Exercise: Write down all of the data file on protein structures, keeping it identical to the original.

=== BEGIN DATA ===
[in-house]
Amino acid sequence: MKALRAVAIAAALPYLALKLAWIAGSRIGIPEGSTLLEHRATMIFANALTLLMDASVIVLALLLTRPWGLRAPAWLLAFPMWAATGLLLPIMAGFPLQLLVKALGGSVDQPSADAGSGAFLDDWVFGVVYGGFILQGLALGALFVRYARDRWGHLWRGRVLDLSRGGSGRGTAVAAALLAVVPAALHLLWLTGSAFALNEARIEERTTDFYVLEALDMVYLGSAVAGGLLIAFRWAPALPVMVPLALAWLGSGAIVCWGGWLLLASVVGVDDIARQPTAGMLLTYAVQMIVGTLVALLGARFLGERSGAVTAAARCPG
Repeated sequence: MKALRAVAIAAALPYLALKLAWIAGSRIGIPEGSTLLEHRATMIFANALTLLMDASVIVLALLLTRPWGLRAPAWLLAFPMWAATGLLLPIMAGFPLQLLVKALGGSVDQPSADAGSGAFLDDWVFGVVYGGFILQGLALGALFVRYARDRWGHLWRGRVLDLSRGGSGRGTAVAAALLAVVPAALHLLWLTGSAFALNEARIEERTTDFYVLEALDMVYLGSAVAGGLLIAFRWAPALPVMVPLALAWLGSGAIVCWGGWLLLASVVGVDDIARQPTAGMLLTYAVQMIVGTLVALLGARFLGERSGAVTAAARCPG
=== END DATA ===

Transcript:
[in-house]
Amino acid sequence: MKALRAVAIAAALPYLALKLAWIAGSRIGIPEGSTLLEHRATMIFANALTLLMDASVIVLALLLTRPWGLRAPAWLLAFPMWAATGLLLPIMAGFPLQLLVKALGGSVDQPSADAGSGAFLDDWVFGVVYGGFILQGLALGALFVRYARDRWGHLWRGRVLDLSRGGSGRGTAVAAALLAVVPAALHLLWLTGSAFALNEARIEERTTDFYVLEALDMVYLGSAVAGGLLIAFRWAPALPVMVPLALAWLGSGAIVCWGGWLLLASVVGVDDIARQPTAGMLLTYAVQMIVGTLVALLGARFLGERSGAVTAAARCPG
Repeated sequence: MKALRAVAIAAALPYLALKLAWIAGSRIGIPEGSTLLEHRATMIFANALTLLMDASVIVLALLLTRPWGLRAPAWLLAFPMWAATGLLLPIMAGFPLQLLVKALGGSVDQPSADAGSGAFLDDWVFGVVYGGFILQGLALGALFVRYARDRWGHLWRGRVLDLSRGGSGRGTAVAAALLAVVPAALHLLWLTGSAFALNEARIEERTTDFYVLEALDMVYLGSAVAGGLLIAFRWAPALPVMVPLALAWLGSGAIVCWGGWLLLASVVGVDDIARQPTAGMLLTYAVQMIVGTLVALLGARFLGERSGAVTAAARCPG